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When linnet-like, confined I
With shriller note shall sing
20 When I shall voyce aloud how good
He is, how great should be,-
Know no such libertie.
That for an hermitage;
And in my soule am free,-
Swell, curled waves, high as Jove's roof;
That innocence is tempest-proof;
That which the world miscalls a jail,
A private closet is to me:
10 Locks, bars, and solitude, together met, Make me no prisoner but an anchoret.
I, whilst I wish'd to be retired,
Into this private room was turn'd,
The salamander should be burn'd:
The cynic loves his poverty;
The pelican her wilderness;
Naked on frozen Caucasus:
These manacles upon my arm
I, as my mistress' favours, wear;
I have some iron shackles there :
I'm in the cabinet lock'd up,
Like some high-prized margarite,
Am cloyster'd up from public sight: 1
Here sin for want of food must starve,
Where tempting objects are not seen;
To keep vice out, and keep me in:
So he that struck at Jason's life,
Thinking to have made his purpose sure,
When once my prince affliction hath,
50 And to make smooth so rough a path,
I can learn patience from him:
That renders what I have not, mine My king from me what adamant can part, Whom I do wear engraven on my heart ? 60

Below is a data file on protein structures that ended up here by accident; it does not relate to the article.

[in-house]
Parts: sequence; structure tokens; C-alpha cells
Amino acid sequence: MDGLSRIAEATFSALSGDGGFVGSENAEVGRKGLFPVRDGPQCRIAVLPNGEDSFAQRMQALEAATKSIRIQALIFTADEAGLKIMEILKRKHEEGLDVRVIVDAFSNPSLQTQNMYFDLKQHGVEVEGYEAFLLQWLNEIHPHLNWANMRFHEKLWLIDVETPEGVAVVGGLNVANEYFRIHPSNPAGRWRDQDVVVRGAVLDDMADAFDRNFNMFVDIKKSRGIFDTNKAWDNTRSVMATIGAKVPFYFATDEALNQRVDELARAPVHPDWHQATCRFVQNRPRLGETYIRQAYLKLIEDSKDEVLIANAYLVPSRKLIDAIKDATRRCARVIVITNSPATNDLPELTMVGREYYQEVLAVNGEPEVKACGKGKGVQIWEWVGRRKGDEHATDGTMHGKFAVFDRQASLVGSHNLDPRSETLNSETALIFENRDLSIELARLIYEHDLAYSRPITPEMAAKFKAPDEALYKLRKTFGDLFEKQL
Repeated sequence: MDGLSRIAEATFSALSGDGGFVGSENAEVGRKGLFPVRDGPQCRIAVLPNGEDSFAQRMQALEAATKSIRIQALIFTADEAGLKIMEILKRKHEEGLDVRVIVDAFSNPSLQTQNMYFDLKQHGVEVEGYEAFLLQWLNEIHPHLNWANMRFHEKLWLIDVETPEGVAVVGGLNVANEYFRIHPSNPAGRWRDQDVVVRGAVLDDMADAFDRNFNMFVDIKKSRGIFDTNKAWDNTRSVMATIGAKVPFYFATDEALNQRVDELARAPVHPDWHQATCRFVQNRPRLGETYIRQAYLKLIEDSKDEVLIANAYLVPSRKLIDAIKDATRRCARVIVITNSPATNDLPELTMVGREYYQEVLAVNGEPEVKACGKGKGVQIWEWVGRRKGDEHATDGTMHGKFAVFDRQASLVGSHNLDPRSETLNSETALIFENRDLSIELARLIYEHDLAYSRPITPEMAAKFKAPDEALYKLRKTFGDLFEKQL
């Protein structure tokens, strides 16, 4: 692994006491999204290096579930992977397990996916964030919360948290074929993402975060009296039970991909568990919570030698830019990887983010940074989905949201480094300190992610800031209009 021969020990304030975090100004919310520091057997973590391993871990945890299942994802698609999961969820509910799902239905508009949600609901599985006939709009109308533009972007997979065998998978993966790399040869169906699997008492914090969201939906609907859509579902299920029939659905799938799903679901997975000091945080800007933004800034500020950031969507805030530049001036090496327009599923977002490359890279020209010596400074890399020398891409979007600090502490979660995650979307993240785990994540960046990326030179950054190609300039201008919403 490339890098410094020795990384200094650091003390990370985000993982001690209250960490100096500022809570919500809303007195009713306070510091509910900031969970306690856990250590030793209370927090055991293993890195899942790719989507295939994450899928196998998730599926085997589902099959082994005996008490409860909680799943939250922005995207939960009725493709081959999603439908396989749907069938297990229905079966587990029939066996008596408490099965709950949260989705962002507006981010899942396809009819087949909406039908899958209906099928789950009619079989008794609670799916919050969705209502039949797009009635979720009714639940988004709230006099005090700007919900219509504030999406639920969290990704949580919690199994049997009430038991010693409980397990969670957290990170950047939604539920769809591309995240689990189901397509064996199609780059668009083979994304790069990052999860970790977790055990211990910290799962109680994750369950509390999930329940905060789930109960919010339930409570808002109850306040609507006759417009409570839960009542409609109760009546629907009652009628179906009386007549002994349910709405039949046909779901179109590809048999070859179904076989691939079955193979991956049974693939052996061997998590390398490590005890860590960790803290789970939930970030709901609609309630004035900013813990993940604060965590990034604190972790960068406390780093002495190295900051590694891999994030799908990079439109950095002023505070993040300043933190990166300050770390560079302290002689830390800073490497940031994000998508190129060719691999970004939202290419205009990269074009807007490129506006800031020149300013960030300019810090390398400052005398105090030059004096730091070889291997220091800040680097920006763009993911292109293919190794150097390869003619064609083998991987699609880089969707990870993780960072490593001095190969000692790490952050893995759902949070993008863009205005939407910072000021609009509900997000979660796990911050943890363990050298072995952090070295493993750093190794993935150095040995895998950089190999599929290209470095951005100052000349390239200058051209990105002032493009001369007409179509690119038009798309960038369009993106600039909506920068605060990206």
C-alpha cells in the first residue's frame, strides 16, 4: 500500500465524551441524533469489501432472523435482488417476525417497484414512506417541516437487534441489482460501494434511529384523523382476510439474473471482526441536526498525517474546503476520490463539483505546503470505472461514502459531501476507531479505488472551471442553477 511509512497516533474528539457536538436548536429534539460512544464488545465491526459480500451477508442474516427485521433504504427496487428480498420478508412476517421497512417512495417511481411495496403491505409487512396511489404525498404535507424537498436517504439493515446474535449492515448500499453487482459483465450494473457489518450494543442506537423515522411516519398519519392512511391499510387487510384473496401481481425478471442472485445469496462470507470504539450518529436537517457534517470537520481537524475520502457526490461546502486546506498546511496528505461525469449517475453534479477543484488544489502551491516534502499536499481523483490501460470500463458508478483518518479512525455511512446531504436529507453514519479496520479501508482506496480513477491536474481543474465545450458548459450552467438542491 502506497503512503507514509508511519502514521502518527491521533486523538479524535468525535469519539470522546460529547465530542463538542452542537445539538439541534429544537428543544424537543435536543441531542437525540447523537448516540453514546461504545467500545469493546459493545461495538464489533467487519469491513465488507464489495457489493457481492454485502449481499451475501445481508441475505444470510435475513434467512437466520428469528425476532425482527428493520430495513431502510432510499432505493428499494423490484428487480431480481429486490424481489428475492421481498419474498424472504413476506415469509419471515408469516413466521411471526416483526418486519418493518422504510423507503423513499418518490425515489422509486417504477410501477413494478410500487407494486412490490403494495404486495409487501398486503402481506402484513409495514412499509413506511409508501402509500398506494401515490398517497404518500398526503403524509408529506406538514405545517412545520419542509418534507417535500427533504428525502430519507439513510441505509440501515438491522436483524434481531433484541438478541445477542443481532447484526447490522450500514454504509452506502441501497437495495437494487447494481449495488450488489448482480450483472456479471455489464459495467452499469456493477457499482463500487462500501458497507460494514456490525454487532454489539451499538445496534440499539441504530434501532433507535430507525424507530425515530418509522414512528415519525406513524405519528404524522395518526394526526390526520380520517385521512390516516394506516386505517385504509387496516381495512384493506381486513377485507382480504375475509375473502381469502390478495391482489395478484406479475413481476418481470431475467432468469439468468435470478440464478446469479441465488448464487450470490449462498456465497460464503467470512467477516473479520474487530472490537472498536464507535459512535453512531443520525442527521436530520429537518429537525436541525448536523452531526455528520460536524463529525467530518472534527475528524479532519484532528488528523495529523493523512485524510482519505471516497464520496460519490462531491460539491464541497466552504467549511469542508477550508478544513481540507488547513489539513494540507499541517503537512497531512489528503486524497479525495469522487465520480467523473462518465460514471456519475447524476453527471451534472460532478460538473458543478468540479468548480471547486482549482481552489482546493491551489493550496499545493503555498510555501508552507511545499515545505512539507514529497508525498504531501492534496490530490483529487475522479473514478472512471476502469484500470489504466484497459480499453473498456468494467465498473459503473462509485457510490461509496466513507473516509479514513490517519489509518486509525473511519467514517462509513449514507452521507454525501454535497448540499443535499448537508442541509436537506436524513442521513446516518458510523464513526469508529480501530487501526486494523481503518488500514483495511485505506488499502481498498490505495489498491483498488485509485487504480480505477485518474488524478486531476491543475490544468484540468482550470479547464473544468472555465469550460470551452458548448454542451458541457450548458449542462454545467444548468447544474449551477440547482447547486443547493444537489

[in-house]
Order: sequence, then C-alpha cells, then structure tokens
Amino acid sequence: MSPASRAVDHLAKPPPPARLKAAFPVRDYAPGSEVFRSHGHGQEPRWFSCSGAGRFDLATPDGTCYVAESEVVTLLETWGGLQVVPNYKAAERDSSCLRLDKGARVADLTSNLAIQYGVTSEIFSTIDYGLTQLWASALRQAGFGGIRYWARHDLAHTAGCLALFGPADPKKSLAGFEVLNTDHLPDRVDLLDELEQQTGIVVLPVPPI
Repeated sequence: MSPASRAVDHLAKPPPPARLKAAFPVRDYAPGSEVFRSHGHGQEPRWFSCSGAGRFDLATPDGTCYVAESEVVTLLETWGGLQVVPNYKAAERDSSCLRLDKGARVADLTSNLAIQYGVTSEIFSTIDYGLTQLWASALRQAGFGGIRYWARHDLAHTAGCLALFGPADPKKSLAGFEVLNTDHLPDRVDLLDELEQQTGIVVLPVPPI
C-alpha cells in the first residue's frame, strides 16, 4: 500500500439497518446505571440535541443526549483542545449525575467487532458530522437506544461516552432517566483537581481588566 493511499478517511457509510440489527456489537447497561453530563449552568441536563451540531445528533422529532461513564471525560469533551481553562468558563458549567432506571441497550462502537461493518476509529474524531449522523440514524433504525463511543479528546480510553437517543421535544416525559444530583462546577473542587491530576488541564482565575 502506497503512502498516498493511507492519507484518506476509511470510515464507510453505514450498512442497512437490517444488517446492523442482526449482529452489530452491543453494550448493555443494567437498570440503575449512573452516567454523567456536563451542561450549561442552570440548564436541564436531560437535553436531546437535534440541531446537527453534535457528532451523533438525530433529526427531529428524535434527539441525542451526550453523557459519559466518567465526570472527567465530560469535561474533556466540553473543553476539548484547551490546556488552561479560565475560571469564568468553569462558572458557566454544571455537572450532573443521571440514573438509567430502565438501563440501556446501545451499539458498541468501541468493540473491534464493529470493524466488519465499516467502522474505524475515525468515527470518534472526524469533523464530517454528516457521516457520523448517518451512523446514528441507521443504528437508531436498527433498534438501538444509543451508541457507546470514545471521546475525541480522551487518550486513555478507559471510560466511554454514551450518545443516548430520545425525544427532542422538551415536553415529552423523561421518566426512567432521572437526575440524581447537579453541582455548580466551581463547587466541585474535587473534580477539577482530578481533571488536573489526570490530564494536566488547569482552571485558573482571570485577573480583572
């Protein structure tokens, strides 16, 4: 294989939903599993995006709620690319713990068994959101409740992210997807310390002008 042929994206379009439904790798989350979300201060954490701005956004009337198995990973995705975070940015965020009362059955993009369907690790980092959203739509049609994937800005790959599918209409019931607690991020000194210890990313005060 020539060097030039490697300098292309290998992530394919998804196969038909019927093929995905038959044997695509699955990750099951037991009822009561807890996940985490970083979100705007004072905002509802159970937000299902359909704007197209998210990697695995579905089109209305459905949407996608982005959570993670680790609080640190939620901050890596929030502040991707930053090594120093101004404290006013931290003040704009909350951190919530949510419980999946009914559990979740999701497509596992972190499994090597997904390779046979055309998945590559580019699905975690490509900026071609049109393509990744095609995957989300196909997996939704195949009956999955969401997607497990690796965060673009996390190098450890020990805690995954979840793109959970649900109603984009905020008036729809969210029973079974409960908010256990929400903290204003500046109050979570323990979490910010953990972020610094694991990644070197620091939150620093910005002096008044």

Have you not seen the nightingale,
A prisoner like, coopt in a cage;
In that her narrow hermitage !
65 That all her bars are trees, her cage a grove.
I am that bird, whom they combine
Thus to deprive of liberty;
Yet, maugre hate, my soul is free: 70 And though immured, yet can I chirp, and sing Disgrace to rebels, glory to my king !
My soul is free as ambient air,
Although my baser part 's immew'd,
To accompany my solitude:
Attributed to L'ESTRANGE.
DEATH'S FINAL CONQUEST.
THE glories of our birth and state
Are shadows, not substantial things :
Sceptre and crown
Must tumble down,
10 But their strong nerves at last must yield; They tame but one another still:
Early or late
They stoop to fate,
Then boast no more your mighty deeds :
See, where the victor-victim bleeds! 20
All heads must come
To the cold tomb :
lie Too low for envy, for contempt too high.
Some honour I would have,
grave; Acquaintance I would have, but when't depends Not on the number, but the choice of friends. Books should, not business, entertain the light, And sleep, as undisturb’d as death, the night. 10
My house a cottage more Than palace, and should fitting be For all my use, no luxury.
My garden painted o'er With Nature's hand, not Art's; can pleasures yield, Horace might envy in his Sabine field.
16 Thus would I double my life's fading space; For he that runs it well, twice runs his race.
And in this true delight,
20 I would not fear, nor wish my fate:
But boldly say each night,